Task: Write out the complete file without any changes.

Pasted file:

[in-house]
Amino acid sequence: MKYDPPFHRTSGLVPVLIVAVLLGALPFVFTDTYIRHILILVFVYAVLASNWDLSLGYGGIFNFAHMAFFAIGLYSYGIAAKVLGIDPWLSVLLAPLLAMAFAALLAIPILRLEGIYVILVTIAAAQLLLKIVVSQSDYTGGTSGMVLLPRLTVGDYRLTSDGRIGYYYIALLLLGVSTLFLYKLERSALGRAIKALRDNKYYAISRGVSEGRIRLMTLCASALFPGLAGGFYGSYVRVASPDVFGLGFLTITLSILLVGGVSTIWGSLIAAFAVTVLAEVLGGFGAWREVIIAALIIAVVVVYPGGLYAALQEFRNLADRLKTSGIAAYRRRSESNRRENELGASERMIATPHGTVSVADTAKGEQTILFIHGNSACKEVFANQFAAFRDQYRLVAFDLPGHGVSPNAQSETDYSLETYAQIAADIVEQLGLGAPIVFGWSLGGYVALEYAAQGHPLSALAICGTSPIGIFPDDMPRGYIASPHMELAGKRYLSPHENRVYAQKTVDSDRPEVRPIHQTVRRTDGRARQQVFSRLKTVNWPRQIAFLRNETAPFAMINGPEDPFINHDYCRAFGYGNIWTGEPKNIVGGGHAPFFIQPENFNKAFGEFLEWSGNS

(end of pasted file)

[in-house]
Amino acid sequence: MKYDPPFHRTSGLVPVLIVAVLLGALPFVFTDTYIRHILILVFVYAVLASNWDLSLGYGGIFNFAHMAFFAIGLYSYGIAAKVLGIDPWLSVLLAPLLAMAFAALLAIPILRLEGIYVILVTIAAAQLLLKIVVSQSDYTGGTSGMVLLPRLTVGDYRLTSDGRIGYYYIALLLLGVSTLFLYKLERSALGRAIKALRDNKYYAISRGVSEGRIRLMTLCASALFPGLAGGFYGSYVRVASPDVFGLGFLTITLSILLVGGVSTIWGSLIAAFAVTVLAEVLGGFGAWREVIIAALIIAVVVVYPGGLYAALQEFRNLADRLKTSGIAAYRRRSESNRRENELGASERMIATPHGTVSVADTAKGEQTILFIHGNSACKEVFANQFAAFRDQYRLVAFDLPGHGVSPNAQSETDYSLETYAQIAADIVEQLGLGAPIVFGWSLGGYVALEYAAQGHPLSALAICGTSPIGIFPDDMPRGYIASPHMELAGKRYLSPHENRVYAQKTVDSDRPEVRPIHQTVRRTDGRARQQVFSRLKTVNWPRQIAFLRNETAPFAMINGPEDPFINHDYCRAFGYGNIWTGEPKNIVGGGHAPFFIQPENFNKAFGEFLEWSGNS